Heathrow third runway: Ann and Alan Keen 'failed to influence Labour'
Hounslow MPs Ann and Alan Keen have been accused of failing to make any impact in the Heathrow airport expansion debate.
Conservative parliamentary candidate Mary Macleod said it was “disappointing” that after holding their seats for 11 years, the couple had been unable to influence the Government over proposals for a third runway.
She said: “This is the most important issue locally and you have to come out clearly and firmly and do all you can to make sure you try to persuade your fellow politicians to your way of thinking. It is action that’s needed now and not just words.
“The only way you can make change happen is if you can really try and persuade people to your point of view, that’s what I think they haven’t done enough of.”
The candidate for Chiswick, Brentford, Isleworth, Osterley and Hounslow said the Keens should have been “extremely vocal” in campaigning against the biggest issue affecting their constituencies.
She added: “Ann Keen is a Government minister so she has got influence, it would have been great if she could have taken up the mantle and pushed the Government on it, because that way she really could have made a difference to the debate, but she didn’t.”
Mrs Keen’s office hit back saying Ms Macleod’s comments were “ill-informed,” adding that both Alan Keen, MP for Feltham and Heston, and his wife, MP for Brentford and Isleworth, had opposed Heathrow expansion for “many years”.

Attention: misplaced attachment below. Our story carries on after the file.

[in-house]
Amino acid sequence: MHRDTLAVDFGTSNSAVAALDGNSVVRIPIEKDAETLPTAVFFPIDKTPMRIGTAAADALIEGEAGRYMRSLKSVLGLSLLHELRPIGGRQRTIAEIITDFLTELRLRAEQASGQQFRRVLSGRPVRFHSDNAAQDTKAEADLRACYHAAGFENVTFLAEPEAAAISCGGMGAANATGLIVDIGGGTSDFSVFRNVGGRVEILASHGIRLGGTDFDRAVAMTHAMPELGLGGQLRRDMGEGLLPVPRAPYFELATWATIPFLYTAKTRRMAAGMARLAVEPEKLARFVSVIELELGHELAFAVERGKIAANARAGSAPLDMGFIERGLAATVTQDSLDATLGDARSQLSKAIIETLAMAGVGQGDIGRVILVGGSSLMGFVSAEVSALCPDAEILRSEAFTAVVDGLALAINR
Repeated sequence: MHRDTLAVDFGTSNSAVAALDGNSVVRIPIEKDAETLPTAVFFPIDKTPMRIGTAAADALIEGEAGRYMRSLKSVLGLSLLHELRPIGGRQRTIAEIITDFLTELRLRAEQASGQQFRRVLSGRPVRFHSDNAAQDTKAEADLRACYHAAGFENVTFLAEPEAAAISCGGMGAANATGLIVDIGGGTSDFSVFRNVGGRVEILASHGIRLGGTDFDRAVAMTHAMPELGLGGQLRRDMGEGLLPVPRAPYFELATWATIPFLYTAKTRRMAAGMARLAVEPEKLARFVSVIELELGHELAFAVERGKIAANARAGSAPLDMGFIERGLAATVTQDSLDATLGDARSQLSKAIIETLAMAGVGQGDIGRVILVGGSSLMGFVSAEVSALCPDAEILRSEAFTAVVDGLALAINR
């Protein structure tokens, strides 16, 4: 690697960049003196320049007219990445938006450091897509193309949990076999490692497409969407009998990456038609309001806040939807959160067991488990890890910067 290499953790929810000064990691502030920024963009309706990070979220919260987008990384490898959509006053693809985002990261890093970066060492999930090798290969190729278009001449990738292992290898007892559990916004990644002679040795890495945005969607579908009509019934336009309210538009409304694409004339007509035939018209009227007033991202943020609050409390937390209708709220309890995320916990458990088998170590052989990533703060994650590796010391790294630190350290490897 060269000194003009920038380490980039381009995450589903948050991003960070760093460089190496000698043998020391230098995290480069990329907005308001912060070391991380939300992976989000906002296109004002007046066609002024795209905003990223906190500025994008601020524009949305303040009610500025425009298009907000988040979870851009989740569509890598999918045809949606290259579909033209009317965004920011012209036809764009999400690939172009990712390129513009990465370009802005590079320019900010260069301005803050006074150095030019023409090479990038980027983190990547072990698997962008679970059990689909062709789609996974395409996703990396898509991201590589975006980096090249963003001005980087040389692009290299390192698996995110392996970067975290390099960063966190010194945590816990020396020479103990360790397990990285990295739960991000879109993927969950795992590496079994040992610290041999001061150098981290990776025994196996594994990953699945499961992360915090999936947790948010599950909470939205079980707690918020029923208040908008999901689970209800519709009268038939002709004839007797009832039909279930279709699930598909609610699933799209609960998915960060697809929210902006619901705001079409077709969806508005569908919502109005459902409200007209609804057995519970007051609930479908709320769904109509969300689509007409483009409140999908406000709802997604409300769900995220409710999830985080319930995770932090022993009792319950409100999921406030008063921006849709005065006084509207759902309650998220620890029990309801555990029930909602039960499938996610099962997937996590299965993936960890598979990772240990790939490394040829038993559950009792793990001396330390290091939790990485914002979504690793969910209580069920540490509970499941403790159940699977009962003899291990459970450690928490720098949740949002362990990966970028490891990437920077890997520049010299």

A spokesman for Health Minister Mrs Keen said: "Having lived in the constituency for 21 years, both Ann and Alan have campaigned on the issue since 2002 when Ms Macleod was still deciding where to focus her parliamentary ambitions.
“It is interesting to note that David Cameron's Conservative party have only recently jumped on the bandwagon in opposing the third runway, at a time when the really difficult decisions are being made.”
He added: "Ann and Alan have always understood that this is a more complicated issue than that, and involves noise and pollution on the one hand, and jobs and the economy on the other. In the present climate, that makes reaching an informed decision - as opposed to jumping on the nearest bandwagon - a matter of the utmost seriousness."
When asked whether the Keens believed Heathrow expansion should be put to a vote in the House of Commons, he said: “Their current position is let's wait and see what the final decision is.”
A poll commisioned by Greenpeace claimed constituencies under the Heathrow flightpath would swing almost 5 per cent from Labour to the Tories because of the prospect of a third runway, leading to Mrs Keen losing her seat at the next general election.